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Restrictions on buying houses to be kept tight

By Feng Jianmin (Shanghai Daily)

08:14, December 26, 2012

CHINA will extend purchase restrictions on housing and maintain its tight credit and tax policy on multi-home buyers next year, the Ministry of Housing and Urban-Rural Development said yesterday.

Differentiated credit and tax policies and purchase restrictions should continue in order to curb speculative and investment demand in the housing market, Minister Jiang Weixin said at a Beijing conference.

He said the government will speed up work to expand property tax trials beyond Shanghai and Chongqing.

However, the country will support end user and home improvement demand, and will start building 6 million affordable housing units and complete 4.6 million such units in 2013, Jiang said, according to Xinhua news agency.

His remarks came after more cities recorded a rise in home prices in November, and met market expectations that controls on the property market will be stable next year with no loosening of home purchase restrictions.

The rules that limit every local household to buy two housing units and confine every non-local family to just one were introduced in January 2011.

"Recent rebounds in sales and home prices driven by end-users and improvement demand will not lead to a significant revival," said Xiong Tian'en, a consultant with BOC International.

"The government will not loose restrictions on home purchases and mortgages, which are the most effective controlling measures against speculation."

He said supply was still larger than demand despite a recent sales recovery.

Excluding government-funded affordable housing, prices increased in November in 53 of the 70 cities tracked by the National Bureau of Statistics, compared with 31 in September and 35 in October. Prices were flat in seven cities while the remainder registered a decline.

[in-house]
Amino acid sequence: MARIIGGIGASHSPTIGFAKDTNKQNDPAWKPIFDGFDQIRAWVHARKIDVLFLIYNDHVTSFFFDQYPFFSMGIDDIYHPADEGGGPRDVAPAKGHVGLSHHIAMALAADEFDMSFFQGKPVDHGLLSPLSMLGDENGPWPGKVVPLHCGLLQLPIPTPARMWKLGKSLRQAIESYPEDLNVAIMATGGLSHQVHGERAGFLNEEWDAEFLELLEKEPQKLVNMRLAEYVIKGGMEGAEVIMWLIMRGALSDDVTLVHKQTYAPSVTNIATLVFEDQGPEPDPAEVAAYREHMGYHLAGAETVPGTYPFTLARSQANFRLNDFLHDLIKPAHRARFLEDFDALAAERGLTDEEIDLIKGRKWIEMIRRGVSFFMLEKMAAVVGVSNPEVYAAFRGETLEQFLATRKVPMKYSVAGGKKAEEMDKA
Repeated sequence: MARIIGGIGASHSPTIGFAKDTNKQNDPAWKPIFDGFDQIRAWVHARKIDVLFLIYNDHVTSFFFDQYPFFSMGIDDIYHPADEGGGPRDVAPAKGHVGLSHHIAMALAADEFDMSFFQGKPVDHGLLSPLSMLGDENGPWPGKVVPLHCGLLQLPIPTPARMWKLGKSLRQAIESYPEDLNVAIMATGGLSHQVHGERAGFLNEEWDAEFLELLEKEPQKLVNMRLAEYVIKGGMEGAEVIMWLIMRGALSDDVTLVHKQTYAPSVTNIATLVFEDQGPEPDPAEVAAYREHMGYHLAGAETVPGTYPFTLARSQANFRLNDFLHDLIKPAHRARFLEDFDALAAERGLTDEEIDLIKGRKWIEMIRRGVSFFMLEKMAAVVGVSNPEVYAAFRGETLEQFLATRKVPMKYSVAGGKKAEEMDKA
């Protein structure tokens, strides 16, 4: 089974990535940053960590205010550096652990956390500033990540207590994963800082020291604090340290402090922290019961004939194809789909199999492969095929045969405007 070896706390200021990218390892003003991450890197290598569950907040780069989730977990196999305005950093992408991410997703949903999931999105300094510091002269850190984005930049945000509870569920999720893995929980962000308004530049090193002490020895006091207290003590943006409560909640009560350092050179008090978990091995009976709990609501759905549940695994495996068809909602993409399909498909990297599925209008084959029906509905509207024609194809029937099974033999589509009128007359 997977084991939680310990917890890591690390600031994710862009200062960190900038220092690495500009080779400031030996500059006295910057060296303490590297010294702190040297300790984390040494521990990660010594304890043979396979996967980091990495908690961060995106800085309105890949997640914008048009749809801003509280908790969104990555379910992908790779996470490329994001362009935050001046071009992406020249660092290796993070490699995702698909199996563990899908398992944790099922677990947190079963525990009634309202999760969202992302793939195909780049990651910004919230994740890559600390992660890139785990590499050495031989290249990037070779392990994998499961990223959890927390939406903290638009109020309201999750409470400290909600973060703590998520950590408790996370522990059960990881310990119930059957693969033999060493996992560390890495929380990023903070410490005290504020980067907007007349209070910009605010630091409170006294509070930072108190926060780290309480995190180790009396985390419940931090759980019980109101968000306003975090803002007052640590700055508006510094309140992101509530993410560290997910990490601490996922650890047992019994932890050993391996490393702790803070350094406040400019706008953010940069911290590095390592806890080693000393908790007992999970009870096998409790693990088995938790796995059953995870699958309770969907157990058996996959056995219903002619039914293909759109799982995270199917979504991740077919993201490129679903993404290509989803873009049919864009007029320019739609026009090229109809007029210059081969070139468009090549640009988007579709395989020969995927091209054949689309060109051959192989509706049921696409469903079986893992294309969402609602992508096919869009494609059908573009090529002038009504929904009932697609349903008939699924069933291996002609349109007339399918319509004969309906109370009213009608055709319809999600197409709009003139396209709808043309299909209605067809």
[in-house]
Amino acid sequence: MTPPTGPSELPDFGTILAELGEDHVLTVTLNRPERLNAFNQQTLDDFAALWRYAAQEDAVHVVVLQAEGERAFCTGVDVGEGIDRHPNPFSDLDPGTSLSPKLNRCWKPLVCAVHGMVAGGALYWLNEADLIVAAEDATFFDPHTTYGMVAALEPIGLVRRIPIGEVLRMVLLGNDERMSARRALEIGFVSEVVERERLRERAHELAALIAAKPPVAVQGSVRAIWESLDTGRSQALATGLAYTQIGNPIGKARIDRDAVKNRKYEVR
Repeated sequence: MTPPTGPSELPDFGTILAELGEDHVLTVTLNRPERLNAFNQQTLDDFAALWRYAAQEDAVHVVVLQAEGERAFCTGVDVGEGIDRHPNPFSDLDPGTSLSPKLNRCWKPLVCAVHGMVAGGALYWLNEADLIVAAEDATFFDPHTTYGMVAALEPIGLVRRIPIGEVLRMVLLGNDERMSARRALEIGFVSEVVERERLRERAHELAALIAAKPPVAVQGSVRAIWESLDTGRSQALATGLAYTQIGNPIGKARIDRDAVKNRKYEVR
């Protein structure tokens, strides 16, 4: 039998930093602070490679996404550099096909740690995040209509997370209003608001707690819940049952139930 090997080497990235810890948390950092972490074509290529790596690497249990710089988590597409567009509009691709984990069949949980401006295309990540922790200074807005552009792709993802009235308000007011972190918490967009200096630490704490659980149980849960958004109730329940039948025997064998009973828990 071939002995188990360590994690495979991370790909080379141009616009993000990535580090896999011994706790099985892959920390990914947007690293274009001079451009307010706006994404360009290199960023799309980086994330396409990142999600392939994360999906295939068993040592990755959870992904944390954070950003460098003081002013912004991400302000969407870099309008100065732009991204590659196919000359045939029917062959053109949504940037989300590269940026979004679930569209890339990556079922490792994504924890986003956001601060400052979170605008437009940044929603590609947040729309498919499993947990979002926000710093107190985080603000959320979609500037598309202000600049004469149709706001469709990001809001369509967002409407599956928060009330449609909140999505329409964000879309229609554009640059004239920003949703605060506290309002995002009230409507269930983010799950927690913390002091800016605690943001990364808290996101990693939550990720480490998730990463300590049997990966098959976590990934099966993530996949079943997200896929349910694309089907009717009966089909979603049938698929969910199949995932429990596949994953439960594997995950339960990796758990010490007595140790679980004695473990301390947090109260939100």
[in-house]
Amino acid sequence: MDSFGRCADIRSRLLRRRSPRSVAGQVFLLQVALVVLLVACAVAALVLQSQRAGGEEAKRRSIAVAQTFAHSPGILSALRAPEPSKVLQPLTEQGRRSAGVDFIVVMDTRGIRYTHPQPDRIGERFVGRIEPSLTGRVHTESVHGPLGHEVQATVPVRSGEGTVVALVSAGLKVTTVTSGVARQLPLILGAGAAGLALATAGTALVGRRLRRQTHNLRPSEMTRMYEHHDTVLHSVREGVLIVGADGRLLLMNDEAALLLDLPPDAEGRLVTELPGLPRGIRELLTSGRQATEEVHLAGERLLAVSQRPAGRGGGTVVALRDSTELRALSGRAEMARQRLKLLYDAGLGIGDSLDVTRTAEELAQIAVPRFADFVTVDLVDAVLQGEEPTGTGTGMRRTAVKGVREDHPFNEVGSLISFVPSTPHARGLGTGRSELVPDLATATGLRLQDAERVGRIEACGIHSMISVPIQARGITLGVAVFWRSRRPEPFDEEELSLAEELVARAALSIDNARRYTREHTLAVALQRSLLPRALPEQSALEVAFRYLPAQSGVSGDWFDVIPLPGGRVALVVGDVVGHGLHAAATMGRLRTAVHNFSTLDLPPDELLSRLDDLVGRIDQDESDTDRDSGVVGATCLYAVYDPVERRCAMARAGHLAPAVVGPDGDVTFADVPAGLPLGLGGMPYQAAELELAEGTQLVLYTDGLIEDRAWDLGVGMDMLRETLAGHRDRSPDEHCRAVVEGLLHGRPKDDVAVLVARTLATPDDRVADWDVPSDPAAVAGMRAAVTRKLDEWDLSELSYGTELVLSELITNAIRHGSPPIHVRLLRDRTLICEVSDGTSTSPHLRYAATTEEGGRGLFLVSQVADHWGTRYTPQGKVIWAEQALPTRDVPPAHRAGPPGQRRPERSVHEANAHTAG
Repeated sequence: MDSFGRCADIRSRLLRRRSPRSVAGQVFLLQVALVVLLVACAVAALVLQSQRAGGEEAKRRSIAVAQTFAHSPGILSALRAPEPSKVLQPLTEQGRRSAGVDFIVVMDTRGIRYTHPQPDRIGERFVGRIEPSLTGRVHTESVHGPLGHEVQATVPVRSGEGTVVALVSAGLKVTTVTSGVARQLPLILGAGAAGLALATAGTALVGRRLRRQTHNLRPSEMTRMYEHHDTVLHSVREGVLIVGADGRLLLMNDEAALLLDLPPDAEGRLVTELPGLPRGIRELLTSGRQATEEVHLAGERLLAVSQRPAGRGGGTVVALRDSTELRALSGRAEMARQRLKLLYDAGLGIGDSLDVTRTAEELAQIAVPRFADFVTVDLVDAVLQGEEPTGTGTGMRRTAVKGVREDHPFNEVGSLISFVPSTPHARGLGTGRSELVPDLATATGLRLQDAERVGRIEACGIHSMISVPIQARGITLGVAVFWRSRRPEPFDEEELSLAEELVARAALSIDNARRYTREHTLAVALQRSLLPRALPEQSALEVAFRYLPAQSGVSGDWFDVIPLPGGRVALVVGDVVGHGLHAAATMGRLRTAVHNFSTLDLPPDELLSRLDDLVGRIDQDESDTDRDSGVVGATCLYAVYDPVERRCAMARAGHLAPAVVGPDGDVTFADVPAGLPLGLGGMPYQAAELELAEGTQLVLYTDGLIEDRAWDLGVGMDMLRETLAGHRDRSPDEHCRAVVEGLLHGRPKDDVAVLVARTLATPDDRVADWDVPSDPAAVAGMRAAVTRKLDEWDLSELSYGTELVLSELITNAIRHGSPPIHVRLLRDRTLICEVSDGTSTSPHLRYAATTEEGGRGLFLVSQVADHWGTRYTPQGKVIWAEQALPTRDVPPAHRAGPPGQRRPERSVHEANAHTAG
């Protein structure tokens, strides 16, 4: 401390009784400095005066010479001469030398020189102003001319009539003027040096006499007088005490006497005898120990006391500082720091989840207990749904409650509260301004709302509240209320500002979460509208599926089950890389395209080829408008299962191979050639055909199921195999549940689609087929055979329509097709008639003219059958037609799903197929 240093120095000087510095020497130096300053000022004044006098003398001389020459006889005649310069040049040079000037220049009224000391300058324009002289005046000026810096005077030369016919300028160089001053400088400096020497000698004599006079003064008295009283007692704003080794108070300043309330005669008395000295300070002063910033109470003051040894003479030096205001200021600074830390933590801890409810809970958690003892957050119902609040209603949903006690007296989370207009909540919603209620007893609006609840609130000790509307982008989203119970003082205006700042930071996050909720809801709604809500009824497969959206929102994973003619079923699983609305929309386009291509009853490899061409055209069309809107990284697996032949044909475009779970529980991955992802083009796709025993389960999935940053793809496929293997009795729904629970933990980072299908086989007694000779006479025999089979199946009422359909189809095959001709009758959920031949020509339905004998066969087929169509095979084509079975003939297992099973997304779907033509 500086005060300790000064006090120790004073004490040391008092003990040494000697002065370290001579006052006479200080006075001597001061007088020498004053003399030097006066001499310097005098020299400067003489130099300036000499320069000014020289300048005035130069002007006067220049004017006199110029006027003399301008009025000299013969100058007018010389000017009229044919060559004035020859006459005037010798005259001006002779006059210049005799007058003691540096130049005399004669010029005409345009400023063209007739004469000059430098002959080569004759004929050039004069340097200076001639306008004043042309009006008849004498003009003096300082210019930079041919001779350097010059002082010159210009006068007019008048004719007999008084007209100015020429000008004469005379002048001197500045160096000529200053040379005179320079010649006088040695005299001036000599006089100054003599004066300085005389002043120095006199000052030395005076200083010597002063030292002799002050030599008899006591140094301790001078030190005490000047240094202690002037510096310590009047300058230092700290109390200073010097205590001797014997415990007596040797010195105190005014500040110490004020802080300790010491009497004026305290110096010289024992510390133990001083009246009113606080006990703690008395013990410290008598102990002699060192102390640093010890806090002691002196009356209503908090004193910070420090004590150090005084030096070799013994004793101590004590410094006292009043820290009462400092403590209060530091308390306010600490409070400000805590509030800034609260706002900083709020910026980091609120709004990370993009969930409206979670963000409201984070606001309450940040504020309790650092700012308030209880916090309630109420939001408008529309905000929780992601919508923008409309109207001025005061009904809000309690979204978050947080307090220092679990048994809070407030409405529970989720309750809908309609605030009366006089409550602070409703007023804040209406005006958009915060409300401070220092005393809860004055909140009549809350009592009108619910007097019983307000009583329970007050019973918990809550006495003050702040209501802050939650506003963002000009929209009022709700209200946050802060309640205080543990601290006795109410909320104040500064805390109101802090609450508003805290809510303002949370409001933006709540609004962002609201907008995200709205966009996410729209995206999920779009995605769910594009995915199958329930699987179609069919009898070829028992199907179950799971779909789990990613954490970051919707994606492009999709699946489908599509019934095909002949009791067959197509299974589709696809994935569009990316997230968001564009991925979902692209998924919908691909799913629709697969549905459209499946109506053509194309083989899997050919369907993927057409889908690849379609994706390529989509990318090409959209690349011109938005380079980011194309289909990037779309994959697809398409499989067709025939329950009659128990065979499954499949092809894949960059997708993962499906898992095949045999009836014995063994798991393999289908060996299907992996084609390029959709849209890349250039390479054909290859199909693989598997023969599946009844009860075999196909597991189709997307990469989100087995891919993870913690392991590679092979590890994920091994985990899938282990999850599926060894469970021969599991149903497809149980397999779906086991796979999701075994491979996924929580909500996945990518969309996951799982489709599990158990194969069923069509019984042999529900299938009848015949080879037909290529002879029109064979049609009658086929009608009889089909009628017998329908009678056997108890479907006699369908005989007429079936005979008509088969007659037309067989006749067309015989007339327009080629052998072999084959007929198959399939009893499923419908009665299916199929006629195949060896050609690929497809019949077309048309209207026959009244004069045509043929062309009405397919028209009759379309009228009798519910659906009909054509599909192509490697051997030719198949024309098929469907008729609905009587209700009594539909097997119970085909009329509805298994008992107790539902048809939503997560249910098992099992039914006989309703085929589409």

Property developers listed in Shanghai and Shenzhen stock exchanges surged yesterday on speculation the housing market will improve mildly next year without the government introducing more strict measures.

A gauge tracking Shanghai-traded developers jumped 4.1 percent to the highest close since July 2011. China Vanke Co, the nation's biggest listed developer by market value, surged 6 percent to 10.12 yuan at the close of Shenzhen trading.

Shanghai-listed Gemdale Corp advanced 5.6 percent to 6.40 yuan, outperforming a 2.5 percent gain in China's benchmark Shanghai Composite.

Property market sentiment began to improve after monetary policies started to ease in the first half this year and China's top policy-makers considered urbanization as a main driver for domestic demand.

The government will "actively and steadily" push forward urbanization in 2013 for the sake of economic growth, according to a statement issued after the Central Economic Work Conference earlier this month.

Thomas Lam, director and head of research for Knight Frank's China operation, said yesterday that home prices in first-tier cities will grow by less than 5 percent in 2013, adding that those in second and third-tier cities could be under downward pressure.

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